8. Neurophth Therapeutics, a clinical-stage gene therapy company based in Wuhan, China, and Abogen Biosciences, an clinical-stage biotech based in Suzhou, China, have announced a strategic partnership to develop mRNA-based therapeutics for the treatment of genetic retinal diseases. Neurophth is developing in vivo adeno-associated virus (AAV)-based gene therapies for the treatment of genetic eye diseases, with a lead candidate (NR082) for the treatment of ND4-mediated Leber hereditary optic neuropathy (LHON).  Abogen has developed proprietary mRNA design, in vitro synthesis, and lipid nanoparticle (LNP)-based delivery technology platforms, and in 2021 raised $700 million in one of the largest-ever biotech private funding rounds for ARCoV, its COVID-19 vaccine candidate (currently in Phase III trials).  The partnership will combine Neurophth’s expertise in gene therapy and ophthalmic diseases with Abogen’s proprietary mRNA and LNP delivery technology platforms to design new therapeutics for eye diseases.
  9. Precision BioSciences, a clinical-stage gene editing company based in Durham, NC, has announced a collaboration with Novartis, based in Basel, Switzerland targeting sickle cell disease and beta-thalassemia. Both diseases are caused by mutations in the HBB gene encoding β-globin, a major component of hemoglobin A (HbA), the most common form of hemoglobin in human adults.  Under the agreement, Precision will develop PBGENE-HbE, an IV-administered, in vivo therapeutic based on a custom ARCUS nuclease designed to permanently insert an antisickling transgene into a “safe harbor” location in the genome of hematopoietic stem cells (HSCs).  The therapy is expected to prevent both sickle cell disease and beta-thalassemia in mature red blood cells.  Novartis will handle all subsequent research, development, manufacturing, and commercialization activities.  In exchange, Precision will receive $75 million up front ($50 million in cash and a $25 million equity investment) and up to $1.4 billion in additional milestone payments, plus tiered royalties in the mid-single digits to low-double digits on product sales.  (See Cell and Gene Therapy Business Outlook 1, issue 7, p. 18 for more on Precision’s ARCUS platform and its development pipeline.)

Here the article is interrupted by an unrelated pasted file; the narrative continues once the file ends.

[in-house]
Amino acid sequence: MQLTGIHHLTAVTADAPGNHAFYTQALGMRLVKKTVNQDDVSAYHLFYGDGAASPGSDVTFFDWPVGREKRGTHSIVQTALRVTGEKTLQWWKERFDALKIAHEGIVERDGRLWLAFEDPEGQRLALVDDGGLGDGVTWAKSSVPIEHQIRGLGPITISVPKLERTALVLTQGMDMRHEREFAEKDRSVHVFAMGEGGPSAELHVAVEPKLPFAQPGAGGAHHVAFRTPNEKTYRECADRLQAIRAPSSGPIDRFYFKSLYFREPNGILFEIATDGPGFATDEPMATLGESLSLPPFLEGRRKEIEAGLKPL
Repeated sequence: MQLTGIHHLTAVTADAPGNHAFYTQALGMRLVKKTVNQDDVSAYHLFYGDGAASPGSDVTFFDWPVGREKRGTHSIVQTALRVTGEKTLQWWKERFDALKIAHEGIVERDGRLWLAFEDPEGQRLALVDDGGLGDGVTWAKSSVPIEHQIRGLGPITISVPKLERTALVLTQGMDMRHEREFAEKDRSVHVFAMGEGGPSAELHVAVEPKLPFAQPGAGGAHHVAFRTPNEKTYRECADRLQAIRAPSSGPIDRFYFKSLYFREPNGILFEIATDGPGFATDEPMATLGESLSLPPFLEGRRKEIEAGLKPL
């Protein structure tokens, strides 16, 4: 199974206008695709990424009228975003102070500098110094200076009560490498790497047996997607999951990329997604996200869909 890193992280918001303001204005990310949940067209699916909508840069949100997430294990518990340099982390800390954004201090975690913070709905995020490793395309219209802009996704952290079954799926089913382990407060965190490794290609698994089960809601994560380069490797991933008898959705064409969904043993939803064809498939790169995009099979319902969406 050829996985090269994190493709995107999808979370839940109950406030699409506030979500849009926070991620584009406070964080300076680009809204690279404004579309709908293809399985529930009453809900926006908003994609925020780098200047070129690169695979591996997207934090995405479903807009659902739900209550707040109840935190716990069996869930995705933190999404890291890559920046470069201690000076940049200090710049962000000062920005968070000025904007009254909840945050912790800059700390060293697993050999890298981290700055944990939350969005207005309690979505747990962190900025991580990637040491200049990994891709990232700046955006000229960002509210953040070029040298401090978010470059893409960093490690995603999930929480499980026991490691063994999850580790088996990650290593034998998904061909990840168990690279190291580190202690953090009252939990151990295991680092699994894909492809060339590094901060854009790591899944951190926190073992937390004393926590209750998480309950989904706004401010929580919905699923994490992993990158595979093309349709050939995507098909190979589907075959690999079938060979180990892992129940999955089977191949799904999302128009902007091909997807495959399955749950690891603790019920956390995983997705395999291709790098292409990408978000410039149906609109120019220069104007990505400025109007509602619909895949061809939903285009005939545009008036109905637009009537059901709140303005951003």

10. Sana Biotechnology, a cell engineering company based in Seattle, WA, has entered an agreement with The University of Rochester Medical Center (URMC) which will expand Sana’s manufacturing footprint and allow it to set up operations in Rochester, adding to its facilities in Seattle, Cambridge, and South San Francisco. The company’s programs leverage both in vivo and ex vivo cell engineering to target diseases such as cancer, type 1 diabetes, central nervous system diseases, heart disease, and various genetic disorders. The collaboration between Sana and URMC has its roots in the laboratory of Steve Goldman, MD, PhD, co-director of the URMC Center for Translational Neuromedicine.  Goldman’s work involved using glial progenitor cells to replace lost or damaged cells for the treatment of diseases such as Huntington’s, multiple sclerosis, and childhood leukodystrophies.  In 2017 he co-founded a company called Oscine Therapeutics and licensed his cell replacement intellectual property to that company. Sana Biotechnology entered the picture later when it collaborated with, then acquired, Oscine and appointed Goldman as Head of CNS Therapy at Sana. The agreement will enable Sana to conduct operations at URMC’s cell-based manufacturing facility to develop therapies for diseases such as Huntington’s disease, Pelizaeus-Merzbacher disease, and secondary progressive multiple sclerosis. The new facilities will also provide Sana with manufacturing capabilities, and the company will be able to produce cell lines for early-stage clinical trials.